Conclusion. The findings suggest that the critical determinant of hip fracture risk in relation to the acid-base effects of diet is the net load of acid in the diet, when the intake of both acid and base precursors is considered. Moderation of animal food consumption and an increased ratio of vegetable/animal food consumption may confer a protective effect.
It’s not just the protein in meat, but in all animal foods, that increases acid load. Cheese is notorious for having a high PRAL or renal acid load.1 Believe it or not, the National Dairy Council, at one time, said this:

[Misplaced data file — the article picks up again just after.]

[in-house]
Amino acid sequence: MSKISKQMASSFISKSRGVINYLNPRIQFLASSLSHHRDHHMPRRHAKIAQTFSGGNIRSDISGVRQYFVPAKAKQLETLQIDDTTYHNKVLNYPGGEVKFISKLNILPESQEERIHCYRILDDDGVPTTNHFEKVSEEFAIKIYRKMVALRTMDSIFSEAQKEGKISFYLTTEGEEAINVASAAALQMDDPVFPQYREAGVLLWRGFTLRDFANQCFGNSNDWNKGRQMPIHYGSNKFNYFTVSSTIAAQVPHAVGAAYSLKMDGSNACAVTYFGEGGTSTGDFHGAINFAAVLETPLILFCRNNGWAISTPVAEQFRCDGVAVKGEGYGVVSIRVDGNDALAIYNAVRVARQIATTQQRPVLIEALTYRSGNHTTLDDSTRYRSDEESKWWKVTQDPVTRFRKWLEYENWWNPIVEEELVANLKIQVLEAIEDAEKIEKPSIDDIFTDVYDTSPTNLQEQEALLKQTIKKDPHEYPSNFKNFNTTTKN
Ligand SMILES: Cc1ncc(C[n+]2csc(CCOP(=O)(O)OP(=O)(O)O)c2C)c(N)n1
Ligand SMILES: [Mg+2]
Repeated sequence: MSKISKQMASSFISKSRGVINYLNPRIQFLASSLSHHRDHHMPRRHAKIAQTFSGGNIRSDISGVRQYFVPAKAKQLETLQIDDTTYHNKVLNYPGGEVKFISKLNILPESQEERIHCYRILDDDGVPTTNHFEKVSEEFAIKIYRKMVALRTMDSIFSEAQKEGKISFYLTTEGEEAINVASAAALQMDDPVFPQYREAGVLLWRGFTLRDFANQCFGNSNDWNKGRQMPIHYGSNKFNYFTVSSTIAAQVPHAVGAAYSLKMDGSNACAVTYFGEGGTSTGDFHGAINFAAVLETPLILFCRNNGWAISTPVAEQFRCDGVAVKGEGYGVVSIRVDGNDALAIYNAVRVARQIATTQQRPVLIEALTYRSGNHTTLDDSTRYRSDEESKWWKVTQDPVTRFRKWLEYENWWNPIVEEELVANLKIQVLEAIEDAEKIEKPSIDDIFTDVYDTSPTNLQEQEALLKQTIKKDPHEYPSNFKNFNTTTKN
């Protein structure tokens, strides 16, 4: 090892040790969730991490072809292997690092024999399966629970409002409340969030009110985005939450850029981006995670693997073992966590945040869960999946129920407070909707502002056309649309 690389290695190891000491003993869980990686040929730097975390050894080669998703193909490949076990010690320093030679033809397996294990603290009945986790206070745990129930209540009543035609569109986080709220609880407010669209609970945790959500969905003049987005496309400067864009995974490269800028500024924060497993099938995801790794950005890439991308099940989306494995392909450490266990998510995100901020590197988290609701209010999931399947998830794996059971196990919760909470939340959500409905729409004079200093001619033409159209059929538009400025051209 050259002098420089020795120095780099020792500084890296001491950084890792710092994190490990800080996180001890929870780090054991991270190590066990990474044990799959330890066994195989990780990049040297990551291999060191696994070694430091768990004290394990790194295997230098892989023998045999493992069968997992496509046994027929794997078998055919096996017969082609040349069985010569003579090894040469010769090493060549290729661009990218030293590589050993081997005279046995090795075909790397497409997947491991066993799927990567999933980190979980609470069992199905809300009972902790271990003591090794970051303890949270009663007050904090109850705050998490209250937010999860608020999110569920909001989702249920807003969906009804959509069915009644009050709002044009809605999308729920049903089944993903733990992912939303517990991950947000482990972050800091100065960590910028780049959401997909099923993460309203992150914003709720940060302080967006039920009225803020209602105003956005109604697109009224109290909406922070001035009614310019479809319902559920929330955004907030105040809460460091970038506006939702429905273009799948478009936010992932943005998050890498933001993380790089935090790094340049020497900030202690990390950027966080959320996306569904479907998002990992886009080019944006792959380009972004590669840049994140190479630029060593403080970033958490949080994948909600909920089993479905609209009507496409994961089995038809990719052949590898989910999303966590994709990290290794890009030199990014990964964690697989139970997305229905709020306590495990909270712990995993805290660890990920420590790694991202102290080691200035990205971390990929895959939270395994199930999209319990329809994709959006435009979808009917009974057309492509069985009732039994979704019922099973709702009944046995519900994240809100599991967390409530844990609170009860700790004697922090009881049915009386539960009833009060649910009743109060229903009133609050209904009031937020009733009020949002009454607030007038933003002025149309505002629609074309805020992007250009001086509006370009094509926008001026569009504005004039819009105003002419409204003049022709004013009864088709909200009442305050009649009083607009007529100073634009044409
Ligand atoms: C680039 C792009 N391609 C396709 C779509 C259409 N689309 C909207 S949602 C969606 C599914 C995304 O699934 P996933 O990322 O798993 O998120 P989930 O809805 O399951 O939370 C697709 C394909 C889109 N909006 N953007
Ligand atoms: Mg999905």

“Excess dietary protein, particularly purified proteins, increases urinary calcium excretion. This calcium loss could potentially cause negative calcium balance, leading to bone loss and osteoporosis. These effects have been attributed to an increased endogenous acid load created by the metabolism of protein, which requires neutralization by alkaline salts of calcium from bone.”
That’s right, the food which is advertised to “Build Strong Bones,” could lead to “bone loss and osteoporosis.”